2003 Ford Thunderbird Review
SEE ALSO: Ford Buyer's Guide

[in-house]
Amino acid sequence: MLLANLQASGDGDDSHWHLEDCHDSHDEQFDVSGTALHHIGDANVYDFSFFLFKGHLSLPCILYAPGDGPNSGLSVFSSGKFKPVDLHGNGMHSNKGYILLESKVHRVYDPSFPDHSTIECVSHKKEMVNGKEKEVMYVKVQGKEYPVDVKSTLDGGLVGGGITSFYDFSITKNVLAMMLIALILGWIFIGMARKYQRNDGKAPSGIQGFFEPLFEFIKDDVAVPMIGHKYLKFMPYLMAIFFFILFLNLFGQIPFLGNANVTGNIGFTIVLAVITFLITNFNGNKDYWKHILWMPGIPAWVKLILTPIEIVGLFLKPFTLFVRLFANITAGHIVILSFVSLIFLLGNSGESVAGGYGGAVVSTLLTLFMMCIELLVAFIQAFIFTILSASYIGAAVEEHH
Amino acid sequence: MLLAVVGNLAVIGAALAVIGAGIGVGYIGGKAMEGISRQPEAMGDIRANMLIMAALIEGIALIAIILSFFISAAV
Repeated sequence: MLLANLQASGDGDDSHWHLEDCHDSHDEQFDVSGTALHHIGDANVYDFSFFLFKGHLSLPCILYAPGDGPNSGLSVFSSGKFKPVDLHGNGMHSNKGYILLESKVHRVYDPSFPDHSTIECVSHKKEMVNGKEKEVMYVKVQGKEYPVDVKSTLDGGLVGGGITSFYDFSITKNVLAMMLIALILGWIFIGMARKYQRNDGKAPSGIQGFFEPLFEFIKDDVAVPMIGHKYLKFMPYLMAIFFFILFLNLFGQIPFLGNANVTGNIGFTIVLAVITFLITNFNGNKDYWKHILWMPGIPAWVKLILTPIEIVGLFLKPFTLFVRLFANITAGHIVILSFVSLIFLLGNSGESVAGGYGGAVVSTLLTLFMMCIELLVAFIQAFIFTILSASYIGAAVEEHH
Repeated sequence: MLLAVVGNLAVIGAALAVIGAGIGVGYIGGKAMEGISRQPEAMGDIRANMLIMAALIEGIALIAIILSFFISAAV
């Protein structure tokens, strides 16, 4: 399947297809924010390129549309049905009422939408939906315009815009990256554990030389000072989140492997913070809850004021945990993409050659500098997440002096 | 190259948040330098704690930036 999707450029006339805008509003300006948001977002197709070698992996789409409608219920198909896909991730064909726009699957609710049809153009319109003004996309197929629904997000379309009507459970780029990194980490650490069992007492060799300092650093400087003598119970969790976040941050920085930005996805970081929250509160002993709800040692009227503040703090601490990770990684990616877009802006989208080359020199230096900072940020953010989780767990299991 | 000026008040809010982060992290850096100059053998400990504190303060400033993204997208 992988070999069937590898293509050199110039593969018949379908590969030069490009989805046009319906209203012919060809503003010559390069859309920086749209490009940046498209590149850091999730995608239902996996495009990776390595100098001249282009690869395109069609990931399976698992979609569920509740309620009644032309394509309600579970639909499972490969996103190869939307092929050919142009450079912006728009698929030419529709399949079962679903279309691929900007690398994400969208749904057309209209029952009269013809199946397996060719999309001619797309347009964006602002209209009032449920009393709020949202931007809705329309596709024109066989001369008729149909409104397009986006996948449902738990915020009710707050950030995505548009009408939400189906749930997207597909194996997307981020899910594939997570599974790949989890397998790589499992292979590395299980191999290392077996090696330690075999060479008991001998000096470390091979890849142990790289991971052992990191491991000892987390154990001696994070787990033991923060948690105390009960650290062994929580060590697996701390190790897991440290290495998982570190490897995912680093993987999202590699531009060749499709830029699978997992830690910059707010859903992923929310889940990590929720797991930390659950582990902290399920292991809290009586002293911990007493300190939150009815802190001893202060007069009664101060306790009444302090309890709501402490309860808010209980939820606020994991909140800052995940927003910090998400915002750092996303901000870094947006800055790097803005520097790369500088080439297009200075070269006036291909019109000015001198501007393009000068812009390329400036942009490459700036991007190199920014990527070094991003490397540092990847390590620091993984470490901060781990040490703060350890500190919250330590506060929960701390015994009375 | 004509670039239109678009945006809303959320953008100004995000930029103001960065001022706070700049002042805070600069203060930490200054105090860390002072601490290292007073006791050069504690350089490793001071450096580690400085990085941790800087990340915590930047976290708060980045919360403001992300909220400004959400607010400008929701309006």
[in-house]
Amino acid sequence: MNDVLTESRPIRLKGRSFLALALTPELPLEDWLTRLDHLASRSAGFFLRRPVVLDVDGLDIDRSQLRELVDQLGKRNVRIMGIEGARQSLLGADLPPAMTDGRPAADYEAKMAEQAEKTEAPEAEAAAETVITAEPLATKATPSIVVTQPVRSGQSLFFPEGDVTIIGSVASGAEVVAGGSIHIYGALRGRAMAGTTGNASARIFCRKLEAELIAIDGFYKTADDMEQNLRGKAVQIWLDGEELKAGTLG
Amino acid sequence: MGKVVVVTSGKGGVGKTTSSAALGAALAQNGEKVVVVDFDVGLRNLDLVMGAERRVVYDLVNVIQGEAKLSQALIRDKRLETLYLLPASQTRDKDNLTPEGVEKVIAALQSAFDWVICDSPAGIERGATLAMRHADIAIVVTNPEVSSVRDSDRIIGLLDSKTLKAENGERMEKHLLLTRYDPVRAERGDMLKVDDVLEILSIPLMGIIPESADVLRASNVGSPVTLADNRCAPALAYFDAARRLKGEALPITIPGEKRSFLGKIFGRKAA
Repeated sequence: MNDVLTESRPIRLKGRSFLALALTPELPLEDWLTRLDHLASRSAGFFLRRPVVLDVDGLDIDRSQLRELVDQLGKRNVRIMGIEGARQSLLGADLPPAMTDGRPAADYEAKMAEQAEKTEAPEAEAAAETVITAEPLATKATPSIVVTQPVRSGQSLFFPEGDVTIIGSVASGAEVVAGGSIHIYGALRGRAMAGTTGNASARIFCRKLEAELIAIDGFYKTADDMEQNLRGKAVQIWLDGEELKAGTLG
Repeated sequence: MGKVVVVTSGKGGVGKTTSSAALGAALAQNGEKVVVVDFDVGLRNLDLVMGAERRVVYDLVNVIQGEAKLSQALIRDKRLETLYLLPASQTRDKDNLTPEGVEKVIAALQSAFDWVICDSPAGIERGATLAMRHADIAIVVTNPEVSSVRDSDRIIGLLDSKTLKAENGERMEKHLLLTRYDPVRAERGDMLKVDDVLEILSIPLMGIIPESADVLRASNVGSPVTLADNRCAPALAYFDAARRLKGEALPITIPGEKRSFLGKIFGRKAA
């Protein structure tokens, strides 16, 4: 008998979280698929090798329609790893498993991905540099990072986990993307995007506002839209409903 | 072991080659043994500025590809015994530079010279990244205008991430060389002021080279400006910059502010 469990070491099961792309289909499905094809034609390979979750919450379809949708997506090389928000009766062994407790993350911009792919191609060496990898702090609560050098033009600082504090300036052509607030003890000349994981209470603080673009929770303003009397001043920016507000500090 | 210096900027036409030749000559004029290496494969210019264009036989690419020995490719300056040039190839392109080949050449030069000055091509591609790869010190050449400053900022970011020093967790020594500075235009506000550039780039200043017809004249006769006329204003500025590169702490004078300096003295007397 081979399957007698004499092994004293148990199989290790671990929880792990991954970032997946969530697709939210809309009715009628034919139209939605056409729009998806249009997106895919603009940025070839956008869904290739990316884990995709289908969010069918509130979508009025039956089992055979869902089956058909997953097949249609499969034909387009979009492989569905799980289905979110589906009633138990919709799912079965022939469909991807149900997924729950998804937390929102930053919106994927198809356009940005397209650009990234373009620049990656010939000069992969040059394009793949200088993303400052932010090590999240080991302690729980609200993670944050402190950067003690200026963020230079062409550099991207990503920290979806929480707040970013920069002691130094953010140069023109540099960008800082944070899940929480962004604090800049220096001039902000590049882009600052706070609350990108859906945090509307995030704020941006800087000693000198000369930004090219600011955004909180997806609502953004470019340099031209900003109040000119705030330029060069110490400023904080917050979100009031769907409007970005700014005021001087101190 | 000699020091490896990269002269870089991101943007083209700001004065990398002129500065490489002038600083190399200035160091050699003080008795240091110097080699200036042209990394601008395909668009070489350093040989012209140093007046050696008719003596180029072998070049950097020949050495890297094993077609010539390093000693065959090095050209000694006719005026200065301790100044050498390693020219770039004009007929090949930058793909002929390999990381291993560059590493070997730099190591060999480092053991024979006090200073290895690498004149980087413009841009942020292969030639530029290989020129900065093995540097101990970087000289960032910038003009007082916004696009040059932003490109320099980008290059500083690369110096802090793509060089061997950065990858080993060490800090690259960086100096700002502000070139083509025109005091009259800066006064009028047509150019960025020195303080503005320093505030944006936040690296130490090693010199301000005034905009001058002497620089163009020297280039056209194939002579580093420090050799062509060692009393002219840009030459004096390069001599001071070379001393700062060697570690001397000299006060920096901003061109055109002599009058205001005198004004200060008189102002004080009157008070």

2003 Ford Thunderbird Base price: $40,355 Price as tested: $41,890 EPA mileage: 17 city/23 highway By Des Toups The Thunderbird is a far better machine than Ford has been given credit for -- poised, gutsy and well-built -- and even after two years on the market, it still turns heads at every stoplight. What's amazing is that it's considered a flop. Ford aimed to move 25,000 of the $37,000-plus two-seaters a year, a goal it missed by 20 percent. Even so, it's the third best-selling convertible on the market, behind the Ford Mustang and Chrysler Sebring, and by far the best-selling two-seater. Already, Ford has announced it will pull the plug in a year or two. A platform shared with the Lincoln LS, though, means the T-bird won't simply coast to its demise. For 2003, the 'bird finally got the options of heated seats and a manually shiftable automatic, a more attractive dashboard, and, oh yes, 28 extra horsies under the hood enough to turn a quick car into a fast one. Not that many people are buying the T-bird for its performance, however competent. No, it's all about the looks: the classic proportions, the captivating view of curving fenders from the driver's seat, the traditional T-bird taillights and egg-crate grille. Space is wasted shamelessly in this pursuit; if the T-bird is to be your only car, you'll learn to pack light and have your groceries delivered. You'll also learn to park at the end of a row, so you'll have room to open one of the longest doors in existence. If you like the look I sure do they're all worthwhile sacrifices. If only the interior were as successfully rendered. Instead, it's a clearly identifiable version of the Lincoln LS, itself no triumph of interior design. Lincoln perked up the LS with a coating of brushed aluminum trim that's missing here. Even with the optional Torch Red package to spice up the seats, shifter, steering wheel and console, the blandly styled, dull-black dashboard still looks cheap and out of place. At least the ergonomics are right; the top goes down with the twist of a handle and the push of a button in less than 20 seconds. Steering-wheel controls for the radio and six-disc CD player are easier to use than most. The Thunderbird accommodates tall drivers better than most two-seaters, and the seats, like those in the Lincoln, are simply wonderful, just cushy enough to feel luxurious, but firm enough to hold you in place. A good thing, for the T-bird is capable of hurling its occupants around corners at a shocking rate. Though the suspension is tuned softly to keep the car from shivering over bumps, it still comes straight from the LS, and this time, that's a good thing. The Thunderbird rides less harshly and has more body roll, but it's unruffled by bad pavement and sticks as well as the Lincoln, regarded as a fine-handling sedan. This 3,800-pound cruiser is no Porsche-chaser, certainly, but it's easy to drive quickly and has no surprises lurking. Like any powerful rear-driver, the back end comes around easily; a little more right foot puts it back into line with no drama. Here's where you really feel the 3.9-liter V-8's extra punch (now 280 horsepower and a beefy 286 foot-pounds of torque, the muscle that actually moves the car). We recorded a 6.1-second 0-60 time. Power is put to the ground through a silky-shifting five-speed automatic; a manual-shift feature is optional and fun but largely superfluous. Left in drive, the transmission downshifts quickly enough to satisfy all but fleeing felons. With the traction control turned off, the 'bird can lay down rubber as it shifts into second. A few runs through a Sunday autocross course (where, among Porsches, Corvettes and BMWs, it was unquestionably the center of attention) proved the T-bird more agile than anyone, including me, would have guessed, recording competitive times even on its all-season tires. I love the heart in this car, that in its pursuit of style and comfort it still remembers its roots. The Insurance Institute for Highway Safety hasn't crash-tested a Thunderbird, but the Lincoln upon which it is based merits a "Best Pick," its top rating. The National Highway Transportation Safety Agency gives the Thunderbird four of five stars for driver protection in frontal crashes, five stars for the passenger in frontal crashes, and five stars for side-impact crashes. The EPA recorded mileage of 17 city/23 highway; we saw 17 mpg. The Thunderbird is a Low Emissions Vehicle (the third dirtiest of the EPA's six emissions classifications) and rates a 6 on the EPA's 10-is-worst pollution scale, about average for medium-sized sedans. Des Toups is a Seattle free-lance writer who has written for the Seattle Times, AutoWorld and Driving Sports magazine and newspapers nationwide.